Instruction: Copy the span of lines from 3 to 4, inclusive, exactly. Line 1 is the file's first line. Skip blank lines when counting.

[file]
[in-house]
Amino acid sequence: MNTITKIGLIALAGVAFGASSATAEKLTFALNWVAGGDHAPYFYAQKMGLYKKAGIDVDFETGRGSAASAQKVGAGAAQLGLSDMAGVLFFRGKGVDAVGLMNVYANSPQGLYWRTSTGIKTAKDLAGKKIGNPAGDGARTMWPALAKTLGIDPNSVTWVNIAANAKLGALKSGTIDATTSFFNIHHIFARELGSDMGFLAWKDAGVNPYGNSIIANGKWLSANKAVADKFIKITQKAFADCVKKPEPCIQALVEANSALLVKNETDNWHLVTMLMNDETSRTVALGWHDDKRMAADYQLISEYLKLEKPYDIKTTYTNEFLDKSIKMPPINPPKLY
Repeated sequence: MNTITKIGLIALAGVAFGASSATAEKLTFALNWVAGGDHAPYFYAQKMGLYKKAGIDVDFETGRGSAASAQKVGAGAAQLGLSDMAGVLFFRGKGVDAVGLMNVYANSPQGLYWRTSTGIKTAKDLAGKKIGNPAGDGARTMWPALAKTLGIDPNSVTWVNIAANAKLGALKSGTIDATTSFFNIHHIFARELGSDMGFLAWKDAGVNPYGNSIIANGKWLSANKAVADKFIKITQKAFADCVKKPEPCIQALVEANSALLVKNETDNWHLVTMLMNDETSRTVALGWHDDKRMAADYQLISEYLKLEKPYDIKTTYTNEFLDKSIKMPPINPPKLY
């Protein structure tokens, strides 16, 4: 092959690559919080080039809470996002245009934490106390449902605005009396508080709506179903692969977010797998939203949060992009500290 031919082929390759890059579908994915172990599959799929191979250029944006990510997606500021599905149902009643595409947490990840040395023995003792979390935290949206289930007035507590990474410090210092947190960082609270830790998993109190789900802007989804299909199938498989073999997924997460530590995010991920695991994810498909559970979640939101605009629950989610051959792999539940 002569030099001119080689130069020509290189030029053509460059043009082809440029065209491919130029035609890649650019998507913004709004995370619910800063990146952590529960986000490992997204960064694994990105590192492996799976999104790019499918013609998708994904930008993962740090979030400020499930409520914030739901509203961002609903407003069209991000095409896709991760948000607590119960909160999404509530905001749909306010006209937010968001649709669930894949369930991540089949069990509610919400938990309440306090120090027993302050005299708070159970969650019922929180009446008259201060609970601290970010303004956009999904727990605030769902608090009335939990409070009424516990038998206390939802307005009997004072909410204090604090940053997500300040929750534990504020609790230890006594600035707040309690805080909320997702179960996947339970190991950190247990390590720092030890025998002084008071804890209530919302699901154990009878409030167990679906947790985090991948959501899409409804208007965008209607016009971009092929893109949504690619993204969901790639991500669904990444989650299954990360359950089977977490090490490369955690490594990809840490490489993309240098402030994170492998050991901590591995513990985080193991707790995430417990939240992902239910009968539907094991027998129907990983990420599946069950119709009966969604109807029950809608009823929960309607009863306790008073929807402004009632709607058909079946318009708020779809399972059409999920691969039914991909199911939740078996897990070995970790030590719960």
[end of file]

Repeated sequence: MNTITKIGLIALAGVAFGASSATAEKLTFALNWVAGGDHAPYFYAQKMGLYKKAGIDVDFETGRGSAASAQKVGAGAAQLGLSDMAGVLFFRGKGVDAVGLMNVYANSPQGLYWRTSTGIKTAKDLAGKKIGNPAGDGARTMWPALAKTLGIDPNSVTWVNIAANAKLGALKSGTIDATTSFFNIHHIFARELGSDMGFLAWKDAGVNPYGNSIIANGKWLSANKAVADKFIKITQKAFADCVKKPEPCIQALVEANSALLVKNETDNWHLVTMLMNDETSRTVALGWHDDKRMAADYQLISEYLKLEKPYDIKTTYTNEFLDKSIKMPPINPPKLY
């Protein structure tokens, strides 16, 4: 092959690559919080080039809470996002245009934490106390449902605005009396508080709506179903692969977010797998939203949060992009500290 031919082929390759890059579908994915172990599959799929191979250029944006990510997606500021599905149902009643595409947490990840040395023995003792979390935290949206289930007035507590990474410090210092947190960082609270830790998993109190789900802007989804299909199938498989073999997924997460530590995010991920695991994810498909559970979640939101605009629950989610051959792999539940 002569030099001119080689130069020509290189030029053509460059043009082809440029065209491919130029035609890649650019998507913004709004995370619910800063990146952590529960986000490992997204960064694994990105590192492996799976999104790019499918013609998708994904930008993962740090979030400020499930409520914030739901509203961002609903407003069209991000095409896709991760948000607590119960909160999404509530905001749909306010006209937010968001649709669930894949369930991540089949069990509610919400938990309440306090120090027993302050005299708070159970969650019922929180009446008259201060609970601290970010303004956009999904727990605030769902608090009335939990409070009424516990038998206390939802307005009997004072909410204090604090940053997500300040929750534990504020609790230890006594600035707040309690805080909320997702179960996947339970190991950190247990390590720092030890025998002084008071804890209530919302699901154990009878409030167990679906947790985090991948959501899409409804208007965008209607016009971009092929893109949504690619993204969901790639991500669904990444989650299954990360359950089977977490090490490369955690490594990809840490490489993309240098402030994170492998050991901590591995513990985080193991707790995430417990939240992902239910009968539907094991027998129907990983990420599946069950119709009966969604109807029950809608009823929960309607009863306790008073929807402004009632709607058909079946318009708020779809399972059409999920691969039914991909199911939740078996897990070995970790030590719960």